The story raises many questions that will engage readers. Motherhood and family are treated as concepts as well as biological accidents, and that treatment suggests that with whom we should share our lives with is more nuanced than just a question of birth. The conventions of social conformity and the blind spots of privilege are also interrogated in this story. The role of preconceptions in structuring our understanding of “truth” - especially relevant in these times - also plays a role. Finally, the almost Shakespearean treatment of envy as a motivator and destroyer of lives runs through the story like, well, an accelerant in a fire.
Evaluation: This is an absorbing story with so many layers and questions that it would be an outstanding choice for bookclubs.
This seems to be the general consensus from our group with Ng’s latest novel. There really was so much going on here … but in the end, goes nowhere. A classic story of two families from polar opposite ends of society fall in together with the likely hood of, if not riveting at least interesting, outcomes becomes embroiled in a conglomeration of issues and back stories that would put any long running soap opera to shame!
That is not to say the book was not enjoyed by our group. We had a few that loved the working of relationships, particularly mothers and daughters, and also the photography/art aspects of Mia, and there were those who found some empathy with Izzie and Moody. But overall it was stated that the characters lacked the depth to create an emotional involvement and the many teenagers and their day to day argy-bargy with adults and each other was just a little too much to take.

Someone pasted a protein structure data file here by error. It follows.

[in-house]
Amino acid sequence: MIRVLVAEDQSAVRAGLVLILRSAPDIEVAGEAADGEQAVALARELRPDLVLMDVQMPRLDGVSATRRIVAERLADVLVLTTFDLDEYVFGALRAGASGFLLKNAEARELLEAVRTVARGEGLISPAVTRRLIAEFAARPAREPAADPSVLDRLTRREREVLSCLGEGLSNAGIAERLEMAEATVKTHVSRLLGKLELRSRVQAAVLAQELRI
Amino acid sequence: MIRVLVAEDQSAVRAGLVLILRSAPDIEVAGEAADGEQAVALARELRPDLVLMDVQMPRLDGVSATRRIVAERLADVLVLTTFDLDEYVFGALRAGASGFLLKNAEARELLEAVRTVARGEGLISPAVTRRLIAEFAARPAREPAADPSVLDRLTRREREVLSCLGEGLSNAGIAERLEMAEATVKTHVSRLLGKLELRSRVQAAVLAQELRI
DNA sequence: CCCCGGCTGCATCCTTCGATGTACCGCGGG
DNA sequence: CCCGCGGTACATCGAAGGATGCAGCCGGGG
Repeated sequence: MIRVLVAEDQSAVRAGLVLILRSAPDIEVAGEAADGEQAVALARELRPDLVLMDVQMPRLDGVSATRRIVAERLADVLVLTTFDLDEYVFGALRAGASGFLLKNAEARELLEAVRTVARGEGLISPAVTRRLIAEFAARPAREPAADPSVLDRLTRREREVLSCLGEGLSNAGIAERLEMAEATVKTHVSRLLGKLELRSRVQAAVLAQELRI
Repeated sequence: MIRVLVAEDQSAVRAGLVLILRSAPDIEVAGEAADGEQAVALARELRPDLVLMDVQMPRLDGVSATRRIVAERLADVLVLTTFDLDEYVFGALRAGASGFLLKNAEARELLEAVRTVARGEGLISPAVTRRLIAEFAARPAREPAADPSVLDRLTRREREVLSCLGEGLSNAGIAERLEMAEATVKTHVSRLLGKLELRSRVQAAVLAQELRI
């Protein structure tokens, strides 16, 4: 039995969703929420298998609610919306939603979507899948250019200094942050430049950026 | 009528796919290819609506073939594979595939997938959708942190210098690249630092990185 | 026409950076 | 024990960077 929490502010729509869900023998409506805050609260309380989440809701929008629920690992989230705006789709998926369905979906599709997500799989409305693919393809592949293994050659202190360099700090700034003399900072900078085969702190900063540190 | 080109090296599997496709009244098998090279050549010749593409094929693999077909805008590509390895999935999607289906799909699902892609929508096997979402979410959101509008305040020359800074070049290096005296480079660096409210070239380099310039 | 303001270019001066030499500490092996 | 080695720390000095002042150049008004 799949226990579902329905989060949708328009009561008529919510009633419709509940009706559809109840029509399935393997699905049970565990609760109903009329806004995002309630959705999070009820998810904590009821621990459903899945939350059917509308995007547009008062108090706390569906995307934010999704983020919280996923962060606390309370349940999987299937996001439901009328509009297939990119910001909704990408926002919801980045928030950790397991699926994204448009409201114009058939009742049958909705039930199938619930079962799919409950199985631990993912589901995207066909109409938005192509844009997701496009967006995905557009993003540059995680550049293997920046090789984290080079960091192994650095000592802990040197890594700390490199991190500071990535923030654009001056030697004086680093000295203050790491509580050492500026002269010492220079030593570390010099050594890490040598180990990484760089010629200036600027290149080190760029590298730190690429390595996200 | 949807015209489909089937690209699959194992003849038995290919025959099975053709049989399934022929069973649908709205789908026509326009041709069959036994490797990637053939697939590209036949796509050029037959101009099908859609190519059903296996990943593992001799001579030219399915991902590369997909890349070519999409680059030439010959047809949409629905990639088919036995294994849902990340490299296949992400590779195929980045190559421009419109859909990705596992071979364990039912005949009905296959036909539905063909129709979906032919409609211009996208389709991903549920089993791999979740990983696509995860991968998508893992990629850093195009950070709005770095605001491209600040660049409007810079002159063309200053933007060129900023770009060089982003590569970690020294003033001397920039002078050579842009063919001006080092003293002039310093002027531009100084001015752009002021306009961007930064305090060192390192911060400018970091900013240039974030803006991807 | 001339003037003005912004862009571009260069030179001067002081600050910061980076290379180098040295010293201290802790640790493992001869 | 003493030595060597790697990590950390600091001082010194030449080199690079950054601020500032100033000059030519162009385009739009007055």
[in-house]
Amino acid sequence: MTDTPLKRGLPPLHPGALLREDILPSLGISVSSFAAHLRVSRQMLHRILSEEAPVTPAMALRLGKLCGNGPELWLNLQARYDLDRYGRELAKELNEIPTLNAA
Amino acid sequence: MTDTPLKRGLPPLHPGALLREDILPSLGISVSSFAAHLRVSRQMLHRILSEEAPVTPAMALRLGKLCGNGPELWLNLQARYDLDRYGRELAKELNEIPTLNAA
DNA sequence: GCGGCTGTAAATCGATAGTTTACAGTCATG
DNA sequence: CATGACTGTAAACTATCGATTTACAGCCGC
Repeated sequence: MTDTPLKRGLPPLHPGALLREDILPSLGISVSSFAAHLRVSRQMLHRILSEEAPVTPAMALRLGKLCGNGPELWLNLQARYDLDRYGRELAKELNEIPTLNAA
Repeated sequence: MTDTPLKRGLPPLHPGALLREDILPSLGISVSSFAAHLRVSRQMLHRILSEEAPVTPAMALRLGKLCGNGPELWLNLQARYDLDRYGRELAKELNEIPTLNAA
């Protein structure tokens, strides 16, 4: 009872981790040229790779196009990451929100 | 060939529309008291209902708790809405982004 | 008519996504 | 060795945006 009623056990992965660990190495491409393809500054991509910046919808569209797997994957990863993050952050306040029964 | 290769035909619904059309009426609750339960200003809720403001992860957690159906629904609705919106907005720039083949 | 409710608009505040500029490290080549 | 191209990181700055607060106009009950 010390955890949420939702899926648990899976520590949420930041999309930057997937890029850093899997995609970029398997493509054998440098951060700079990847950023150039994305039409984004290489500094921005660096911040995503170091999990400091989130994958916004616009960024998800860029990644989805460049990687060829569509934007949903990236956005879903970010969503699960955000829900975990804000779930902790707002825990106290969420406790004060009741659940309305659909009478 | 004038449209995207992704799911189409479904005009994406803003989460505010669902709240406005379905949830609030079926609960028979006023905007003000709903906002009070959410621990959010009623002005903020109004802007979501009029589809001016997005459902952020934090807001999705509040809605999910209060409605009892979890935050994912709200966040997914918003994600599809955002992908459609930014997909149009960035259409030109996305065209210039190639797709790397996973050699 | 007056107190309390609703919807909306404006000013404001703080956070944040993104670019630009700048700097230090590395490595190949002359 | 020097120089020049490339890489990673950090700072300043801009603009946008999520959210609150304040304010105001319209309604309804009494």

To drive the story on a simpler and more direct path, say, concentrating on just surrogacy or inter-racial adoption, or even on teen parenting, the book may have had a clearer and more thorough direction.
In reality, to cover too many topics in the one novel, does that not rob the author of material for yet another? Just a thought …
For the first third of the novel, I was
I think we were expected to see Mia as all wise and as a positive force for change/alternative and thoughtful living in the Richardson children's lives. However, her suggestion that Izzy should seek revenge on the racist bullying band teacher by playing a prank was odd and a missed opportunity for Izzy to learn to stand up for others in a mature and accountable way. In the event the teacher is humiliated, but only by means of a chain of unlikely coincidences.